In the year 2002, Llana Hernandez with his son Elias, daughter Ela and mother, came to visit Holy Child and St. Martin. They said they were looking for a place of worship and where they could entrust their children in their moral and spiritual growth. Several months after, Llana invited Victorino Farfan and his brother. Then, another family came, the Pumacayo family and the Lara family. I was guessing it was borne out of personal invitations from the previous families and by word of mouth. I can only imagine the question being asked, “Who and how are the people at Holy Child and St. Martin?” “Who do people say that we are?” Fr. Bayani, who was the Vicar at the time, and the members of the Bishop Committee met and planned to start the Latino ministry by inviting these families and the congregation of El Buen Samaritano in San Francisco led by the Rev. Gloria Castillo. I was then the Music Director. I started to learn spanish songs and learned to love them. I love the food, but most of all, I love seeing my children and all the other children playing and laughing with each other.
Just like Pharaoh’s daughter who took Moses to be her child and nursed him, HCSM welcomed these families to be part of the whole family here at HCSM. Today, we have the family of Jessica joining us in this wonderful experience. We are all destined by God to be gathered together as one and travel the same road to where God wants us all to be.
So I ask you today to look around you, what is it that you can do in your simple but humble ways to make the love of God in Jesus Christ be visible in this Church. Look at the person next to you or around you, How much do you know about that person or persons and how would you plan to share your story with that person trusting that such sharing is just between you and that person alone? I encourage you all to continue sharing the love of Christ, the Messiah, to be our guide in our togetherness in this wonderful place, Holy Child and St. Martin Episcopal Church in Daly City.
And now, with St Rose of Lima as described by Catholic.org, is a Virgin, born at Lima, Peru 20 April, 1586; died there the 24 of August, 1617.
St. Rose of Lima is the patroness of Latin America and the Philippines. This South American Saint’s real name was Isabel, but she was such a beautiful baby that she was called Rose, and that name remained. As she grew older, she became more and more beautiful, and one day, her mother put a wreath of flowers on her head to show off her loveliness to friends. But Rose had no desire to be admired, for her heart had been given to Jesus. So she put a long pin into that wreath and it pierced her so deeply, that she had a hard time getting the wreath off afterward. Another time she became afraid that her beauty might be a temptation to someone, since people could not take their eyes off her. Therefore, she rubbed her face with pepper until it was all red and blistered.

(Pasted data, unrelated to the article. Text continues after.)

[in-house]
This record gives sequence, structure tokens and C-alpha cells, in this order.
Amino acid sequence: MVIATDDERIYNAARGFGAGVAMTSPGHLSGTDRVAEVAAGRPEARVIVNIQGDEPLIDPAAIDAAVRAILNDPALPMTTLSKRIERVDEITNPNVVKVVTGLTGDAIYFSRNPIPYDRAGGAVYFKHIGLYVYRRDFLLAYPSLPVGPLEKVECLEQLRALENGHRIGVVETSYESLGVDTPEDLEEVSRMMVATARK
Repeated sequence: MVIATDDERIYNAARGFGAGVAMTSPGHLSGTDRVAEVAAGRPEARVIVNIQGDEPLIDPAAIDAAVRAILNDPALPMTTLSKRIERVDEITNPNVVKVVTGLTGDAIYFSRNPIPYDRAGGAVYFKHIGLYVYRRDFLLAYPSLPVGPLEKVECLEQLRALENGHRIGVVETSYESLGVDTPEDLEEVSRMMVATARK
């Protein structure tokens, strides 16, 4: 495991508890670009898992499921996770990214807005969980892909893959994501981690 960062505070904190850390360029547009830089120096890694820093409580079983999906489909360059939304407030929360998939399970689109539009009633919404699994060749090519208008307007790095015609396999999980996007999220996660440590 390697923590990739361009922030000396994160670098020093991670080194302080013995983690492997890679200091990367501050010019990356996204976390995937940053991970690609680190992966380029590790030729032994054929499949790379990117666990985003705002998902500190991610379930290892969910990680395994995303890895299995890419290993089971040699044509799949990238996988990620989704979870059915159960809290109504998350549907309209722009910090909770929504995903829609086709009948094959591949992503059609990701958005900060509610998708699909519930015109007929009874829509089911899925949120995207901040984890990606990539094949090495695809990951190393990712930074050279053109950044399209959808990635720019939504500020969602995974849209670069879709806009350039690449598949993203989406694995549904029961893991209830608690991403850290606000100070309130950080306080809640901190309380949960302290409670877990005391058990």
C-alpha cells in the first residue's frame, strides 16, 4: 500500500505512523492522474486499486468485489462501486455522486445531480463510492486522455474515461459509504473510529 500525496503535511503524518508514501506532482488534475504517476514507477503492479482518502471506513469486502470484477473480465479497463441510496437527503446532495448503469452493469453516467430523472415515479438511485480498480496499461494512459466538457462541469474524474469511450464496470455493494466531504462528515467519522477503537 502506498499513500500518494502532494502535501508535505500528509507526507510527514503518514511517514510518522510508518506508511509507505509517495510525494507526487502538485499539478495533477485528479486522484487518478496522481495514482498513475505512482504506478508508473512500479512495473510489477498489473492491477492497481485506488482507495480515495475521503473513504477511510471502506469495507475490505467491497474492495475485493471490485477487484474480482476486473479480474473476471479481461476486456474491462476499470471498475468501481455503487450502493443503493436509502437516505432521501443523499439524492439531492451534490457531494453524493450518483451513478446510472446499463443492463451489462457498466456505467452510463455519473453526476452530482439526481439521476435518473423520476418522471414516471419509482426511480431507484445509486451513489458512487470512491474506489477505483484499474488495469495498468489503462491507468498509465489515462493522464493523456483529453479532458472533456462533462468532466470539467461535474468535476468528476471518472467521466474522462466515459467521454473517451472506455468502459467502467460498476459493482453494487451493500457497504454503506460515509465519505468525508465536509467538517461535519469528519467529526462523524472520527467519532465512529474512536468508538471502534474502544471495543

St. Rose worked hard to support her poor parents and she humbly obeyed them, except when they tried to get her to marry. That she would not do. Her love of Jesus was so great that when she talked about Him, her face glowed and her eyes sparkled.
Rose had many temptations from the devil, and there were also many times when she had to suffer a feeling of terrible loneliness and sadness, for God seemed far away. Yet she cheerfully offered all these troubles to Him. In fact, in her last long, painful sickness, this heroic young woman use to pray: “Lord, increase my sufferings, and with them increase Your love in my heart.”
Many miracles followed her death. She was beatified by Clement IX, in 1667, and canonized in 1671 by Clement X, the first American to be so honoured. Her feast is celebrated 23 of August. She is represented wearing a crown of roses.
Like St. Rose who wears her identity, may we all be crowned with the Rose of God, in our unity as a family, in our unique identities as people of God and in our being sent out to the world as God’s beautiful creation. Amen.